The Lazzaretto of Messina (now disappeared) was located in the harbor of the city, actually it is locate in "zona falcata" of Messina.
The building of a ‘lazzaretto’, or leper hospital, in Messina arose from the necessity for a hospital for the treatment of contagious diseases (even though the epidemiology of these diseases was still not very clear). It did not have the qualities of a general hospital, but was built with the precise purpose of creating a place for patients with contagious diseases, and also for their belongings, in order to limit the spread of diseases and prevent epidemics.
Seen in the context of general health care, the ‘lazzaretto’ was a place where patients suffering from diseases of unknown origin (plague, cholera, leprosy), but which were highly contagious and which had high mortality rates, could be admitted. The first site for the Messina ‘lazzaretto’ was established by the Port Corporation around the year 1371, on an island just off the port. The following year, thanks to the work of certain Senators, it became a sizeable collection of lodging-houses for the sick, for convalescents and for staff, and there was even an office and a chapel. It was divided into ‘pure’ areas, allocated to general services, and ‘impure’ areas, where the sick were hospitalized or where those suspected of having contagious diseases were placed in quarantine. ‘Quarantine’, or what we know today as ‘isolation’, was already seen as an important phase in the prevention of infectious diseases. The term ‘forty days’ was linked to the medieval belief that this period of time was considered as the difference between acute diseases and chronic diseases. The chosen area was that of San Raineri, a sandy strip of land (there had, in fact, been a collection of shacks for those with the plague, and a cemetery for plague victims in the area since Arab times) which is the actual sickle-shaped peninsula of the port of Messina: in fact, the hospital should have been built outside the city centre. Also, ‘in the building of the hospital, they had to take into account the direction of the winds: according to the theory of the humours as far as diseases were concerned, diseases were caused by the putrefaction of the humours and therefore, the leper hospital was not to be exposed to the action of the winds coming from the West, because these winds, defined as putrid, could easily spread the contagion’ - (likewise, in Milazzo during the plague epidemic of 1565, and again in 1575, the Grotta Polifemo, a cave found on the west coast of the peninsula, was used as a ‘lazzaretto’ for the same reasons). Although there was a proposal to create a purging or treatment hospital alongside the already existing observation hospital, which undoubtedly would have been more complex, the hospital in Messina remained a simple observation hospital. During the period from the end of the 17th century to 1743 (a year in which there was a persistent epidemic of bubonic plague, perhaps the last to occur in Messina), it can be assumed that the hospital significantly helped to avert the recurrence of epidemics in the city, at least relative to the period mentioned above.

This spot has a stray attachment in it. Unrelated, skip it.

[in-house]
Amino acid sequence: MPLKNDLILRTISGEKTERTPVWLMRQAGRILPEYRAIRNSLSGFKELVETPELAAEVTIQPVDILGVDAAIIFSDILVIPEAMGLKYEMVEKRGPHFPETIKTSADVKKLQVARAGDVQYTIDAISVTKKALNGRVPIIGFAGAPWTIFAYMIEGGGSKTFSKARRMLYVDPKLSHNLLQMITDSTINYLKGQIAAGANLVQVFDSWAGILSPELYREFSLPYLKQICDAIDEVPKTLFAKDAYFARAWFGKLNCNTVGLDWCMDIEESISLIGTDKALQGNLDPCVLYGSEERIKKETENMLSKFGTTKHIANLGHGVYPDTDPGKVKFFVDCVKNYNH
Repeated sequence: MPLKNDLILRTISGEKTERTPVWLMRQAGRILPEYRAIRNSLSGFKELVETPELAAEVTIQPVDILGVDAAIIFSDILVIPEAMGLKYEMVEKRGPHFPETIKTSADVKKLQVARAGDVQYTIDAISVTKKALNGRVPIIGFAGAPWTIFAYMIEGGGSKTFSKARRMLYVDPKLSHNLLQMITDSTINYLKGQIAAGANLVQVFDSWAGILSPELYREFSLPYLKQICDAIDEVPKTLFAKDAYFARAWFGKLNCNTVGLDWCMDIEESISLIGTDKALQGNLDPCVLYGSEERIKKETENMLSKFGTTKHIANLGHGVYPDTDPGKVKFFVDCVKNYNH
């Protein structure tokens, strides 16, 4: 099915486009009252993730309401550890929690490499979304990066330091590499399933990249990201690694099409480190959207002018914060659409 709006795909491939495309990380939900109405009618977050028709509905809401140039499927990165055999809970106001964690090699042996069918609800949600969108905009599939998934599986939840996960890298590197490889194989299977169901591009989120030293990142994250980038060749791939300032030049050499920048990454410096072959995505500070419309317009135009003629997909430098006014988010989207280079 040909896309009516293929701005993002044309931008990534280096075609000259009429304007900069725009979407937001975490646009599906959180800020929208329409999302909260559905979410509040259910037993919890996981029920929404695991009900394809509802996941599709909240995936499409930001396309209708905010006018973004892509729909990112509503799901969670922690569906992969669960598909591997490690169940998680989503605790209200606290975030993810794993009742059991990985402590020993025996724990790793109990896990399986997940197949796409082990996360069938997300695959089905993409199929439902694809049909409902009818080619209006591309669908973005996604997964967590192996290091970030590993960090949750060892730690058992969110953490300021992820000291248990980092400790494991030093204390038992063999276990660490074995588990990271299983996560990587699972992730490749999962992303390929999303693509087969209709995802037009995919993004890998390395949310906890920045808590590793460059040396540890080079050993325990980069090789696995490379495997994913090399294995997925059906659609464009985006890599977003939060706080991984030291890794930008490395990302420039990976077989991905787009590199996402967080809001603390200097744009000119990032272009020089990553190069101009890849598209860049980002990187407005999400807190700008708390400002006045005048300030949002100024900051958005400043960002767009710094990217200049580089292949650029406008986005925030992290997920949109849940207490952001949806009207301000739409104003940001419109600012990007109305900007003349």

THE LAZZARETTO'S STORY
The chronological phases of the building of the Messina ‘lazzaretto’ are:
- 1371 - First site of the ‘lazzaretto’, built by the “Port Corporation”, in the sickle-shaped harbour area.
- 1575 - Building of the ‘lazzaretto’ during the plague epidemic (south of the ‘lanterna’, near the place where the Cittadella was subsequently built)
Prints of Messina at the end of the 16th century, dating from 1600: in both of which we can see the ‘Lazzaretto’ to the south of the ‘lanterna’, which subsequently became the Cittadella.
- 1622 - Accredited building of the Lazzaretto in San Raineri by Emanuele Filiberto of Savoia, Viceroy of Sicily until 1624 (the structure in the harbour area was connected to the mainland by a jetty).